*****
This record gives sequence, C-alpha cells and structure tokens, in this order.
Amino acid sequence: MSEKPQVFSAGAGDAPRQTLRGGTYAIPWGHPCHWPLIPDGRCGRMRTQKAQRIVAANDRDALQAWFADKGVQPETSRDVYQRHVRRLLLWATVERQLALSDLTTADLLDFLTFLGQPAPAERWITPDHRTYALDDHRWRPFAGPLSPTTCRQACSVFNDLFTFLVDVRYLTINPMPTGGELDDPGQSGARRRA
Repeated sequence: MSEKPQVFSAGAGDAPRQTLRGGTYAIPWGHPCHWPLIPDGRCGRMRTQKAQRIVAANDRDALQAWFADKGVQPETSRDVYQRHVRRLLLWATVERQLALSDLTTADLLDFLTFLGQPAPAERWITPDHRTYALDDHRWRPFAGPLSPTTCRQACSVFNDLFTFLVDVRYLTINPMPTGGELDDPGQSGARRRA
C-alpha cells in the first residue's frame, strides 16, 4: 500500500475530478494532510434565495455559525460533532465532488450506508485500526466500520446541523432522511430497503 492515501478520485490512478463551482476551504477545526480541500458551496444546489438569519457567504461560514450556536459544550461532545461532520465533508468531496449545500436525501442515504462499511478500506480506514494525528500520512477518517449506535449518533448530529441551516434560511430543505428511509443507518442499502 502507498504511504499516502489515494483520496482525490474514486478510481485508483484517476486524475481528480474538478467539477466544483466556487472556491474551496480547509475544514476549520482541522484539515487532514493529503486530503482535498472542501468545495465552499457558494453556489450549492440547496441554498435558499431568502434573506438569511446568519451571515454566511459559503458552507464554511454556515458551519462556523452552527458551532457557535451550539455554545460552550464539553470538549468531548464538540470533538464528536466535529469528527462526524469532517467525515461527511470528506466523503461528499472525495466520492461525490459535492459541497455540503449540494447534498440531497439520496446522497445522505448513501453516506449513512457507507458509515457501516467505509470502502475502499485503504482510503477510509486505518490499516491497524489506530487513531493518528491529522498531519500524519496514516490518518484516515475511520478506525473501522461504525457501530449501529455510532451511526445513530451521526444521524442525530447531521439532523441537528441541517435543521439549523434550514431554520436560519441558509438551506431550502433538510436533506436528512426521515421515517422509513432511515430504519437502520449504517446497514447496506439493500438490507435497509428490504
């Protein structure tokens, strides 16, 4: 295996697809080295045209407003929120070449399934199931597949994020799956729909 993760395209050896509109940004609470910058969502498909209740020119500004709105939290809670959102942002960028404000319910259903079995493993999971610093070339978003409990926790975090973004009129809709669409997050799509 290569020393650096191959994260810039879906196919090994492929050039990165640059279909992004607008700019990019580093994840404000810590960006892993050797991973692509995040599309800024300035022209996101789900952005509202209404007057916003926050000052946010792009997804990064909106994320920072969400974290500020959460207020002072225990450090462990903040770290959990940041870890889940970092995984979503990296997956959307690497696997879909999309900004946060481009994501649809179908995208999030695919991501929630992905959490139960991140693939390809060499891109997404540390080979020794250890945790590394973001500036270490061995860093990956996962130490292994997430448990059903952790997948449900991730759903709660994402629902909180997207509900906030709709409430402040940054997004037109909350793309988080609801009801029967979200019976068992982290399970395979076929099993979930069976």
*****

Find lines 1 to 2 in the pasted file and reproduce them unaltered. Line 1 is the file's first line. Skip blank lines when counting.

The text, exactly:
This record gives sequence, C-alpha cells and structure tokens, in this order.
Amino acid sequence: MSEKPQVFSAGAGDAPRQTLRGGTYAIPWGHPCHWPLIPDGRCGRMRTQKAQRIVAANDRDALQAWFADKGVQPETSRDVYQRHVRRLLLWATVERQLALSDLTTADLLDFLTFLGQPAPAERWITPDHRTYALDDHRWRPFAGPLSPTTCRQACSVFNDLFTFLVDVRYLTINPMPTGGELDDPGQSGARRRA